Viewing ulimits in use by a running process

One of my colleagues was working with the support desk this morning on a BIND based open file limit problem and he stumbled across some useful tools that I would like to share with you.

He was trying to work out what hard and soft open file limits the named process was using, and he found the following was a good way to get this information for a running process.

For Linux he used the /proc file system to access the ulimits for the named process:

[qipadmin@Dike ~]$ ps -ef | grep named

qipadmin  4622     1  0 Feb12 ?        00:04:02 /opt/named/current/bin/named -c /opt/named/current/conf/named.conf -u qipadmin

qipadmin 27336 25795  0 10:19 pts/0    00:00:00 grep named

[qipadmin@Dike ~]$ cat /proc/4622/limits

Limit                     Soft Limit           Hard Limit           Units

Max cpu time              unlimited            unlimited            ms

Max file size             unlimited            unlimited            bytes

Max data size             unlimited            unlimited            bytes

Max stack size            unlimited            unlimited            bytes

Max core file size        unlimited            unlimited            bytes

Max resident set          unlimited            unlimited            bytes

Max processes             16373                16373                processes

Max open files            1048576              1048576              files

Max locked memory         65536                65536                bytes

Max address space         unlimited            unlimited            bytes

Max file locks            unlimited            unlimited            locks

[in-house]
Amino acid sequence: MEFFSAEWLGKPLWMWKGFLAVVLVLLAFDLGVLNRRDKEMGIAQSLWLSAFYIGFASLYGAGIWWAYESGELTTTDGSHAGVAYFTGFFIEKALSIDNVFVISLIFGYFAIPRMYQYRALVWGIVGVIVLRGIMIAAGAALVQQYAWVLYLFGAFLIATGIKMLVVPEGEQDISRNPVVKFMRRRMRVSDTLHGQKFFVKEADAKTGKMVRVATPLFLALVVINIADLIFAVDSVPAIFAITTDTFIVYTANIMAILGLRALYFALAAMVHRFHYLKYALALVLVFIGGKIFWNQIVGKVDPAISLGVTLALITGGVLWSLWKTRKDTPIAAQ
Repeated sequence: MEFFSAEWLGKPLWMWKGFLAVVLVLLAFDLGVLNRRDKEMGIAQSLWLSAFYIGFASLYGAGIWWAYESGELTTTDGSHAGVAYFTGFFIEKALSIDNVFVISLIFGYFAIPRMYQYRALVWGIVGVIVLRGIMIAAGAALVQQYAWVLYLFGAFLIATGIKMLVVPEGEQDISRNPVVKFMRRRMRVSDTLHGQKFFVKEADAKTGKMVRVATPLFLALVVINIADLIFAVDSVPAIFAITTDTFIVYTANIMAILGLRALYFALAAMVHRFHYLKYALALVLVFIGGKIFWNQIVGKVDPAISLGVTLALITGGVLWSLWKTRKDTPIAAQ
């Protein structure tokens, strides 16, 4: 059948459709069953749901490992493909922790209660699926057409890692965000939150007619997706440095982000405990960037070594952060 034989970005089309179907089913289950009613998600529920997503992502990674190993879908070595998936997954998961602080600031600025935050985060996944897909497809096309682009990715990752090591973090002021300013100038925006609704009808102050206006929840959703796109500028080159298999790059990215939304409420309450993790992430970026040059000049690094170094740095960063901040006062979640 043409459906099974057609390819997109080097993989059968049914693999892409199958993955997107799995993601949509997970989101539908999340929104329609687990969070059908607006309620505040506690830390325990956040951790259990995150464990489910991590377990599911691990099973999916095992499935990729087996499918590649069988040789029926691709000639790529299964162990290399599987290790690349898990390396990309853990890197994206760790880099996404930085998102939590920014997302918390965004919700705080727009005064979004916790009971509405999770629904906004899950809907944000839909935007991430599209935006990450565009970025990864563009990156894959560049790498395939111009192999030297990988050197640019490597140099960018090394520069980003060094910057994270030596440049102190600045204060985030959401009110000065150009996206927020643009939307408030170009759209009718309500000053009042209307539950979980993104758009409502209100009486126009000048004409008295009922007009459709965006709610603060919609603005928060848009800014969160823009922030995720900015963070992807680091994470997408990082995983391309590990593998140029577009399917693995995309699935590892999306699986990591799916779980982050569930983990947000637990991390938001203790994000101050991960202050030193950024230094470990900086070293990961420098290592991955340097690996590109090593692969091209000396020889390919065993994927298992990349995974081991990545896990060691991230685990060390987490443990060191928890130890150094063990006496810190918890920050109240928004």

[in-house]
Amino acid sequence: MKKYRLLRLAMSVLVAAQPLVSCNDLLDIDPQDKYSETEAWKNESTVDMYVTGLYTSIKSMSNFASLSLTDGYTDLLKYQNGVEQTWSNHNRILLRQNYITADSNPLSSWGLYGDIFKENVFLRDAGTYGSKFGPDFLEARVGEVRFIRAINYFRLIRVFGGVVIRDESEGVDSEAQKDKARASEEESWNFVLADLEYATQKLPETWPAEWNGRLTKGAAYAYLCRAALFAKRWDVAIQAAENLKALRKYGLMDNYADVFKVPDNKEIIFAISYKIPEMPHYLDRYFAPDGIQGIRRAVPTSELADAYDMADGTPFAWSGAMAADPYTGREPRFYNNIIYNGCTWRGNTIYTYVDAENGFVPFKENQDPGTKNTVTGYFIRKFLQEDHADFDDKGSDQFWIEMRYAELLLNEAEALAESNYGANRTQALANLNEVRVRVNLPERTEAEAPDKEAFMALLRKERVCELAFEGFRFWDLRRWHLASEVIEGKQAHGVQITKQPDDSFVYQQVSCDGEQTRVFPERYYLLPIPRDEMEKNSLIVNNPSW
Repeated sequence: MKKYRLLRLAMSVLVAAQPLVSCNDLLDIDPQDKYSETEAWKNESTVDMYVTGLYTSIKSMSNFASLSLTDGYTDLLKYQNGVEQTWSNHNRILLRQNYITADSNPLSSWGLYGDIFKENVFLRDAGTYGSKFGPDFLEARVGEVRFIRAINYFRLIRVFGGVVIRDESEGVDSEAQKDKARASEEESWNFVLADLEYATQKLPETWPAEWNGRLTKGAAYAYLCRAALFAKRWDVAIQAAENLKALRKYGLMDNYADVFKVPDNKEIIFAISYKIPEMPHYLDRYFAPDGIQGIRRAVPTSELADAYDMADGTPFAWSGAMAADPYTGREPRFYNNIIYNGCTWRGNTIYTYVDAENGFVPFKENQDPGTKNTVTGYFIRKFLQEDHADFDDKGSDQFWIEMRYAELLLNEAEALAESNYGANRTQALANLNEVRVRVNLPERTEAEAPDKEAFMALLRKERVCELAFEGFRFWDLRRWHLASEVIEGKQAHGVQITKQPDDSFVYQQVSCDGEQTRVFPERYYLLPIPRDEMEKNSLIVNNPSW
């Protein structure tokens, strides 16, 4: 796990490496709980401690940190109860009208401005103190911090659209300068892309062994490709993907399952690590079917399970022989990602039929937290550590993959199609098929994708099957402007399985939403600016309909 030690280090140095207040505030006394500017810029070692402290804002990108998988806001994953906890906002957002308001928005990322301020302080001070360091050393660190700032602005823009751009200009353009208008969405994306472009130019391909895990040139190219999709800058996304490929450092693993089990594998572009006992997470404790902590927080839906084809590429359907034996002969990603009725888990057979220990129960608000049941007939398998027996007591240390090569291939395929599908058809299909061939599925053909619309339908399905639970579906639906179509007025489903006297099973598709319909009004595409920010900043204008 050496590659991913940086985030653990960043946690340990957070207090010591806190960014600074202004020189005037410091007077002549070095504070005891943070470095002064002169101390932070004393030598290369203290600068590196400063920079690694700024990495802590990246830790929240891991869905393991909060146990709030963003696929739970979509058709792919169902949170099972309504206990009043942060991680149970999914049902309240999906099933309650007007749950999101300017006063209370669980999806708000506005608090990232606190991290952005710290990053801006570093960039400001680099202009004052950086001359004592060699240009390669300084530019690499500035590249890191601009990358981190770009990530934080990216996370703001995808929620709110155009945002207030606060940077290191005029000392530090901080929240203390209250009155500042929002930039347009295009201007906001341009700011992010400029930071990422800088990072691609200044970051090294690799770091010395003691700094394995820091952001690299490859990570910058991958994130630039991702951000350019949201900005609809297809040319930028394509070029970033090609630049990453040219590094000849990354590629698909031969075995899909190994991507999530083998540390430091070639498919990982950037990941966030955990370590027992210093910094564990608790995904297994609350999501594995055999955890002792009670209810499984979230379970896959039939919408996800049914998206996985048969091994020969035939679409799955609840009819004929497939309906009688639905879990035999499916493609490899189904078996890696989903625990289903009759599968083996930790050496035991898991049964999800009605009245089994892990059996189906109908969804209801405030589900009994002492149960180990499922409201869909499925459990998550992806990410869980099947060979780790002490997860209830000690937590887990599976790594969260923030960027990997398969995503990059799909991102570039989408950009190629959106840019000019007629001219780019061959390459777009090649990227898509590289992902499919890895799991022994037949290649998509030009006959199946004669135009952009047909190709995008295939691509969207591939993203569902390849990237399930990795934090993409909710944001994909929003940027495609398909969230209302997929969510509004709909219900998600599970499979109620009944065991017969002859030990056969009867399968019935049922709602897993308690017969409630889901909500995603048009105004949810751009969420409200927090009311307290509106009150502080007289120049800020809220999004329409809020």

Max pending signals       16373                16373                signals

Max msgqueue size         819200               819200               bytes

Max nice priority         0                    0

Max realtime priority     0                    0

Max realtime timeout      unlimited            unlimited            us

And for Solaris he used the plimit command, which appears to ship by default:

-bash-3.00# ps -ef | grep named

    root  1677     1   0 10:11:27 ?           0:00 named

-bash-3.00# plimit 1677

1677:   named

   resource              current         maximum

  time(seconds)         unlimited       unlimited

  file(blocks)          unlimited       unlimited

  data(kbytes)          unlimited       unlimited

  stack(kbytes)         unlimited       unlimited

  coredump(blocks)      unlimited       unlimited

  nofiles(descriptors)  unlimited       unlimited

  vmemory(kbytes)       unlimited       unlimited

 

We can see in both cases that BIND has raised the soft limits right up to the hard limits (1048576 for Linux and unlimited for Solaris).

This is also a good way to see that a ulimit command defined in a startup script is actually being used by a process.

Advertisements
This entry was posted in Computers and Internet and tagged . Bookmark the permalink.

Leave a Reply

Fill in your details below or click an icon to log in:

WordPress.com Logo

You are commenting using your WordPress.com account. Log Out / Change )

Twitter picture

You are commenting using your Twitter account. Log Out / Change )

Facebook photo

You are commenting using your Facebook account. Log Out / Change )

Google+ photo

You are commenting using your Google+ account. Log Out / Change )

Connecting to %s